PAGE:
The Shooter gave an extraordinarily comprehensive account of the days leading up to the mission, as well as of the mission itself. Before the mission itself started, the Shooter recognized the overwhelming likelihood that they would either die or be captured:
We all wrote letters. I had my shitty little room and I'm sitting on my Pelican case with all my gear, a manila envelope on my bed, and I'm writing letters to my kids. They were to be delivered in case of my death, something for them to read when they're thirty-five. I have no idea what I said except I'm explaining everything, that it was a noble mission and I hope we got him. I'm saying I wish I could be there for them.
The intelligence that the ST6s had been given was apparently spot-on, because the Shooter recalled realizing that the blueprints he'd been given matched exactly to the compound once he'd entered it. The Shooter said that his fellow SEALs were concerned that they'd get in serious trouble for accidentally shooting women inside the compound:
One of our guys involved told me, "Jesus, these women are jumping in front of these guys. They're trying to martyr themselves. Another sign that this is a serious place. Even if bin Laden isn't here, someone important is."
7. It Wasn’t His Most Perilous Assignment
The Shooter told Bronstein that the bin Laden mission wasn't even the most dangerous one he'd been involved in--one in particular involved a close-proximity child suicide bomber.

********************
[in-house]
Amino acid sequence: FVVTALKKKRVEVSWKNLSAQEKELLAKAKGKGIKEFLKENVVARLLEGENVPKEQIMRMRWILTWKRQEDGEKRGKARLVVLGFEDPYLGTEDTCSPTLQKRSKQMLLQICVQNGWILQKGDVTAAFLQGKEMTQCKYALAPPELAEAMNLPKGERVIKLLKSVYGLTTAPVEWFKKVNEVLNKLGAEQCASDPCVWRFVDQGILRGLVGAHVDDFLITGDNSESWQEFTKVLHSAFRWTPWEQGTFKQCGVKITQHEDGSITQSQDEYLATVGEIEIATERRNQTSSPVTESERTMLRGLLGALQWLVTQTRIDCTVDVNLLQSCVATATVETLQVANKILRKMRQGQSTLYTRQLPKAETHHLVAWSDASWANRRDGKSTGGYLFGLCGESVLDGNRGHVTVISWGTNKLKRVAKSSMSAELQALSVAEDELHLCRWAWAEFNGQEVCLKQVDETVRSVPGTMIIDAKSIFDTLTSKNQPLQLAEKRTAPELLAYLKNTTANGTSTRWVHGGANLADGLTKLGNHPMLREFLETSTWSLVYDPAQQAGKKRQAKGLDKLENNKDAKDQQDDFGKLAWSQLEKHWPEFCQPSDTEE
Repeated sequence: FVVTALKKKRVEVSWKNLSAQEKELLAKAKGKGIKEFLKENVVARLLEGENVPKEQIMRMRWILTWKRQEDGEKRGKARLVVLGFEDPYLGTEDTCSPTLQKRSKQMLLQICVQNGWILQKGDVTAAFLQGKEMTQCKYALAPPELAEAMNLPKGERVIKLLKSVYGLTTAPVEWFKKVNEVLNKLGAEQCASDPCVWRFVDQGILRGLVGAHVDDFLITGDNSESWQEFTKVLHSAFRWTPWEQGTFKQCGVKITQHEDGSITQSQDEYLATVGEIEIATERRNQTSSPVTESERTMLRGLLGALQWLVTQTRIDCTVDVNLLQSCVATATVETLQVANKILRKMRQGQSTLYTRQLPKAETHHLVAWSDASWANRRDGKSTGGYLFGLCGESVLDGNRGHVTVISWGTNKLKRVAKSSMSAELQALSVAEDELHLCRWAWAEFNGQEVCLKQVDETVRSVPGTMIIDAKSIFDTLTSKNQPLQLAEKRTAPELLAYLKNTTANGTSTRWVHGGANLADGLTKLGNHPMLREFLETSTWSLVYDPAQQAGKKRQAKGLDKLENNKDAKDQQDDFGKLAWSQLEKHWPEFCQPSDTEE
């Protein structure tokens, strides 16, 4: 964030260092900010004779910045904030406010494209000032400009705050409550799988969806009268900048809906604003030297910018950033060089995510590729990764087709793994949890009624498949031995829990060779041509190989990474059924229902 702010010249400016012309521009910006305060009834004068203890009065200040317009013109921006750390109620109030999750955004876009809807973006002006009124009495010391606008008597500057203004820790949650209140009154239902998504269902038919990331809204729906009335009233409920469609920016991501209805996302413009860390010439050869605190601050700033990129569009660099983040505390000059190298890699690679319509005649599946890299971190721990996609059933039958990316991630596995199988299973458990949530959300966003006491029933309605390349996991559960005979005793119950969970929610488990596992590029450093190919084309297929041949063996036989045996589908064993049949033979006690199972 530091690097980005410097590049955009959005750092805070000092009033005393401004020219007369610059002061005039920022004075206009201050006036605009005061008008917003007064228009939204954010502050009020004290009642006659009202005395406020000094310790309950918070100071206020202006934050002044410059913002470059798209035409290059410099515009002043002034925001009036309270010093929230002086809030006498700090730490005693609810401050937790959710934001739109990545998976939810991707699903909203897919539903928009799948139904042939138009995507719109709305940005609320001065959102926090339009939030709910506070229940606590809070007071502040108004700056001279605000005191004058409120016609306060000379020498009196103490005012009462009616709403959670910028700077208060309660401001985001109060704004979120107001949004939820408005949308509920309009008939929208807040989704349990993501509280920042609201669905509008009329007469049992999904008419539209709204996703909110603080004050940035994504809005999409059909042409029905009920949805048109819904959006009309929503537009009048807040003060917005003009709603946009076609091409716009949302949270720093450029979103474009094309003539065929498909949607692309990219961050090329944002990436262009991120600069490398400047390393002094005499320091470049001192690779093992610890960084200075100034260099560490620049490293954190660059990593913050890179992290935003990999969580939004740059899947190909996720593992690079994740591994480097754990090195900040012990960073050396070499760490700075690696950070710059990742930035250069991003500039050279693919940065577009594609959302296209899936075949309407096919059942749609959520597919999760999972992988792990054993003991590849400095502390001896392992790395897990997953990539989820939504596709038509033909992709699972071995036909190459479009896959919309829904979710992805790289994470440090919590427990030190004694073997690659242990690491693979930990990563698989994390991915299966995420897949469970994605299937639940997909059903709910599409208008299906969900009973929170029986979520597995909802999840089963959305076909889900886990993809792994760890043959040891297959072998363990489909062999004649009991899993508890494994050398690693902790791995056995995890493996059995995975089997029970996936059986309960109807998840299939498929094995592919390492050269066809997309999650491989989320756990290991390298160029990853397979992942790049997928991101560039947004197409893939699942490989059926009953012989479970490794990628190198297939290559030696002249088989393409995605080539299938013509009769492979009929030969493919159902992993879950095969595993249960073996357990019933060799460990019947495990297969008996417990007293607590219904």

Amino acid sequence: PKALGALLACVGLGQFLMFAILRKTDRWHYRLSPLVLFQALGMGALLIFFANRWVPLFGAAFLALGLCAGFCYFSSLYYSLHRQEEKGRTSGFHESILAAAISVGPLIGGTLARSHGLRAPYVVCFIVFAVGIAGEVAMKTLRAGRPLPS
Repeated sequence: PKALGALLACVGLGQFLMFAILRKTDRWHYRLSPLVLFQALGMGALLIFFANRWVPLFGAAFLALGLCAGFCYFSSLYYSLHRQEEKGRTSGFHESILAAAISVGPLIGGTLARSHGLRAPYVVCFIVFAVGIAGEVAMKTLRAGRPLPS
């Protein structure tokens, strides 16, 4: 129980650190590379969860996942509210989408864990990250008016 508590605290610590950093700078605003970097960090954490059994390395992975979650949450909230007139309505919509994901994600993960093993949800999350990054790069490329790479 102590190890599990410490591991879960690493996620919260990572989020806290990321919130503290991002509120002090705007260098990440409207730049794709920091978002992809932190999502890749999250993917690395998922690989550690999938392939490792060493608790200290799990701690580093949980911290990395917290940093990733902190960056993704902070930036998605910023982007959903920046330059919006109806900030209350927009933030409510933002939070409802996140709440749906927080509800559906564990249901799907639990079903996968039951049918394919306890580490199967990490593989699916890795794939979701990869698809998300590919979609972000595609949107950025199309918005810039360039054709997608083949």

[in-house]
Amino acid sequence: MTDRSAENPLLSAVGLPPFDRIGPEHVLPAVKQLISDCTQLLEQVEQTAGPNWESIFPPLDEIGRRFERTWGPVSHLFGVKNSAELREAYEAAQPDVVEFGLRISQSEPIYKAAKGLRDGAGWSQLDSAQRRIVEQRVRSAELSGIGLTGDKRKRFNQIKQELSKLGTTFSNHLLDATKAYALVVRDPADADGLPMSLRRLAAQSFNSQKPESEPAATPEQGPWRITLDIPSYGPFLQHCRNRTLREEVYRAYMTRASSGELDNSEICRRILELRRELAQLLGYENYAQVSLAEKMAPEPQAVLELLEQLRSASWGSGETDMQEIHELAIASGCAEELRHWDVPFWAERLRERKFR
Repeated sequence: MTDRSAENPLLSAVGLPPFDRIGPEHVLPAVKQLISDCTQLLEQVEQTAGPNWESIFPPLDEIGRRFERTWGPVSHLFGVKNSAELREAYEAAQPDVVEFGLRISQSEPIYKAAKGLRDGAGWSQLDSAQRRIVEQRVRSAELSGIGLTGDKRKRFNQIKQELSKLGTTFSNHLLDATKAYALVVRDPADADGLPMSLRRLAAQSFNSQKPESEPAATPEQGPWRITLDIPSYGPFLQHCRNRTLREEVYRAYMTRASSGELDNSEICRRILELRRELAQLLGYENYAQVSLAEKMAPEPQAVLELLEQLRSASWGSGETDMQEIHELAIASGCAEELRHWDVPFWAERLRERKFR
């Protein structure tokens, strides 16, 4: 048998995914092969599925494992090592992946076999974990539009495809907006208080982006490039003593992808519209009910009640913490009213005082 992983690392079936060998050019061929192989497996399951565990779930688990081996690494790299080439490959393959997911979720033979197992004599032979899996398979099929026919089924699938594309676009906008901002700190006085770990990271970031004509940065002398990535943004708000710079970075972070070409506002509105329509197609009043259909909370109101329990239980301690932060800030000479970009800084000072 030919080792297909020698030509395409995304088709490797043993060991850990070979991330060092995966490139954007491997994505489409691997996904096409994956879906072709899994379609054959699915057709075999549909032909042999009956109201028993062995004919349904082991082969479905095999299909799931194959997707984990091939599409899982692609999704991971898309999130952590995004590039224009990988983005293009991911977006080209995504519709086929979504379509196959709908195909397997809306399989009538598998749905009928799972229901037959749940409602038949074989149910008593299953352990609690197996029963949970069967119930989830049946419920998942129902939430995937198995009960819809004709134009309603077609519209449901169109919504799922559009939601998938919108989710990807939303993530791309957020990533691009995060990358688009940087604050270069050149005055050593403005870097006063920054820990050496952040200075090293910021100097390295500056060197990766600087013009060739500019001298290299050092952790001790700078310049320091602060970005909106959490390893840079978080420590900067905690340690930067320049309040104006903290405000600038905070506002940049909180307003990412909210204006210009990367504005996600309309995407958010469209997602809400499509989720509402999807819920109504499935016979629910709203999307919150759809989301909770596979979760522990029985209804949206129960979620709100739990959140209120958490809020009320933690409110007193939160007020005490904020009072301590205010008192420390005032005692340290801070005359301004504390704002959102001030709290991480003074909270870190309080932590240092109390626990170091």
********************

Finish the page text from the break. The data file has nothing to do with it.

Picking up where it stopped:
The bin Laden mission gave opportunities for selfless heroism, as the Shooter described:
On the third floor, he tackled the two women in the hallway right outside the first door on the right, moving them past it just enough. He thought he was going to absorb the blast of suicide vests; he was going to kill himself so I could get the shot. It was the most heroic thing I've ever seen."
8. He Pointed Out the Inaccuracies of Zero Dark 30
Bronstein watched Zero Dark Thirty, the film that details the story of the shooting, with the Shooter himself. He said that the scene in the film depicting the mission took much longer than in reality, and that the tattoos of the men in the movie are nothing compared with the real thing. Most of the Shooter's criticisms of the film were of the amount of talking that took place, since silence is the accepted custom during all SEAL missions.
9. SEALs Still Like to Have Fun
The Shooter expressed that although the daily life of a SEAL is stressful and demanding, there's a great deal of humor in their lives. He told Bronstein that they performed pranks on each other regularly, from placing goats in one another's living quarters to borrowing uniforms only to dye them pink.
10. The Mission Ruined His Marriage
To add even more to the perceived despair of a retired SEAL, the Shooter says that his service destroyed his marriage. The Shooter's wife told Bronson that, "[s]he holds his priorities partially responsible: SEAL first, father second, husband third."
The Shooter and his wife, who are officially separated but share a roof for the sake of finances and their children, say they still love one another. Even so, the Shooter's wife says they're essentially trying to "delete" him from her and their children's lives for safety reasons.
A year to the day after the Shooter killed bin Laden, he was watching CNN's coverage of the anniversary of the event:
They were saying, 'So now we're taking viewer e-mails. Do you remember where you were when you found out Osama bin Laden was dead?' And I was thinking: Of course I remember. I was in his bedroom looking down at his body."